A cardiac issue in India is a growing concern. As statistics, India is home to more than 30 million patients with cardiac problems. And by 2020, the burden of cardiovascular diseases in India is estimated to go beyond that of any other country globally. Factors like aging, unhealthy lifestyles, wrong eating habits and the ever – changing socio-economic determinants like accessibility to healthcare are fuelling the rising number of cardiac patients across the country.

Cardiothoracic Surgery:

Involves surgical procedures performed for healing & treating problems related to heart, lungs, Oesophagus & other organs of chest. A cardiac operation involves procedure to rectify acquired or congenital issues of heart’s anatomy and or its functionality. Surgeons, who operate on heart, also operate on blood vessels for repairing the damage or blockage caused in them by ailment or disorders of the cardiovascular system.

What Determines When Someone Need Cardiac Surgery? Several symptoms & signs may be present like:

  •  Chest pain / discomfort, uneasiness
  •  Troubled breathing or rapid breathing or shortness in breathing
  •  Excessive sweating/ vomiting accompanying heart or chest pain
  •  Sudden fainting / wooziness/ frequent loss of consciousness
  •  Excessive weakness

These symptoms / signs determine further investigations such as echocardiogram, stress tests& coronary angiography.

Indications of Cardiac Surgery: Based on these investigative test& their / results, cardiac surgery is indicated if

  •  There is severe triple coronary Artery Disease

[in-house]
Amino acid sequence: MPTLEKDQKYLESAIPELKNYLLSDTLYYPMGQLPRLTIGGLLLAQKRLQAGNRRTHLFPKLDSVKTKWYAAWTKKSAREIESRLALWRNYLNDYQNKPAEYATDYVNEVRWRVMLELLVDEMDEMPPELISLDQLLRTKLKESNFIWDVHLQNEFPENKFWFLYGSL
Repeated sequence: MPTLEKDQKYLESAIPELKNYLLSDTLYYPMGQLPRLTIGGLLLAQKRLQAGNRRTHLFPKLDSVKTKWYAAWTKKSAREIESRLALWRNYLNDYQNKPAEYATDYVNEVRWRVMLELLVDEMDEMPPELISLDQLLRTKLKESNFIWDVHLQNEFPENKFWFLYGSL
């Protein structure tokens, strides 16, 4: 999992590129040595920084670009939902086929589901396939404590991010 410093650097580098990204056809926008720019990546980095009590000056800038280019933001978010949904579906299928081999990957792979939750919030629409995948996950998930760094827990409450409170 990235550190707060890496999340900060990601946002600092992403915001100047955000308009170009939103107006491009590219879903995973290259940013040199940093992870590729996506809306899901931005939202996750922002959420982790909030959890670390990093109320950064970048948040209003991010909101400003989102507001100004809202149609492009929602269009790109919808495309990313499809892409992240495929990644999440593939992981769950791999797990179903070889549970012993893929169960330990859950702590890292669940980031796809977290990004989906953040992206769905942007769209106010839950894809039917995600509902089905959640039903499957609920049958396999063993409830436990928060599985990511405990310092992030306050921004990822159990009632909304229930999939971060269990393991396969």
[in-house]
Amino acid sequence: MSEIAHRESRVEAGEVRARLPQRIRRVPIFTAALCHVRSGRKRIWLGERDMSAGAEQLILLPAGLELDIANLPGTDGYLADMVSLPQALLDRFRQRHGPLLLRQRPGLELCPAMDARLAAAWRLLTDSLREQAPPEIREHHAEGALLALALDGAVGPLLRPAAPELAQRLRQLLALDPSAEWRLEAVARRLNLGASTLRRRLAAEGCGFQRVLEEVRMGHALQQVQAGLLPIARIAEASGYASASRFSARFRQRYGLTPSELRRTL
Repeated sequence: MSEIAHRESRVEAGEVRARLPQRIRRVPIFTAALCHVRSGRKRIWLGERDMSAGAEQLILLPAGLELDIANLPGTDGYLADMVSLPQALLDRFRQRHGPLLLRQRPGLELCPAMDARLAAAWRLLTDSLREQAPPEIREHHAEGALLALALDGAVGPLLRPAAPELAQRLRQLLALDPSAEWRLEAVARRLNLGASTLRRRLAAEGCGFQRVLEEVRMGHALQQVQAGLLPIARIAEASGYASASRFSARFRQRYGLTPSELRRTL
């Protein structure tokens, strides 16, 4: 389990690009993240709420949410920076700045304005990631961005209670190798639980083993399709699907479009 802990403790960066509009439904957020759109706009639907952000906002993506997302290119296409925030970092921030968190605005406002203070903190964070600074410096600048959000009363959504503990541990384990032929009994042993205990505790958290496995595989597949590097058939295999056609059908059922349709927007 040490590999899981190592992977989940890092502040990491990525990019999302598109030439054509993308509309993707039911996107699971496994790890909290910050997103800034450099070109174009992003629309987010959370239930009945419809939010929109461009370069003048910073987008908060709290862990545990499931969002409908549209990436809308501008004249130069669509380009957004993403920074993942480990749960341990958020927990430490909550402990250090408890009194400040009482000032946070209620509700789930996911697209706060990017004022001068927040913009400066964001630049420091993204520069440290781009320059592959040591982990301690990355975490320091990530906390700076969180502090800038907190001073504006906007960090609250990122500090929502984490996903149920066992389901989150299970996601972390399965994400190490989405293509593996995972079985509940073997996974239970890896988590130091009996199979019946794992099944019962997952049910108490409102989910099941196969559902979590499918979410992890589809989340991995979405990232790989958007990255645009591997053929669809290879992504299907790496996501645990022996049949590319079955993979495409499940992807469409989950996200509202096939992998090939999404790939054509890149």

•  Severe calcified coronary A’s which are choked/ blocked
  •  Severe left main coronary Artery Disease
  •  If heart inner valves like Mitral &/ or Aortic are stenosed or leaking (Regurgitation)
  •  Severe left ventricular dysfunction requiring ventricular Assist devices
  •  Cardiac transplant, if heart has failed

Types Of Cardiac Surgery – Two Main Types:

(A)Open Heart Surgery (B) Beating Heart Surgery

In open Heart surgery, Heart – lung machine is used and surgery is performed on hole in heart, heart valves, muscles and or arteries, installing VAD & TAHs/ Cardiac transplant 
In Beating Heart Surgery, clogged arteries of heart are bypassed while heart is beating there by restoring blood flow to the heart. This is also known as coronary Artery Bypass Grafting or CABG.

Minimal Invasive Surgery:

Involves cardiac or lung surgery where whole chest is not opened instead through small cuts/ holes & with help of endoscope & long instruments surgery is performed. Itinvolves minimal body trauma, blood loss and faster/ early recovery.

What are Benefits / Risks of Cardiac Surgery ?

Alongside advantages in relief of signs of cardiac disease, prolonging life of patient, it also reduces further incidence of heart attack & danger of death.

Some of complications & risks of heart surgery are –

  •  Mild fever
  •  Infection of chest wound
  •  Post operative bleeding
  •  Weakness for few days
  •  Failure of lungs or kidneys
  •  Neurocognitive symptoms like loss of consciousness or vagueness

How Long Does A Cardiac Surgery Take?

  •  Depending on type of operation, you are undergoing, the average time of cardiac surgery is 3-4 hours. Patient usually is awake after 6-8 hrs of successful heart surgery and is removed from the ventilator.
  •  He or she recovers within 5 days to one week and discharged home at end of 5-7 days. It takes 5-6 weeks to completely recover.
  •  At time of discharge from hospital, all necessary precautions regarding precautions, type of lifestyle & food habits to be followed are told to the patient
  •  Physiotherapy plays useful &very advantageous role in early recovery of the patient.

If you are in search of multi-specialist Heart Hospital in India, which can provide both medical & surgical treatment for heart, then SPES HOSPITAL is worth considering.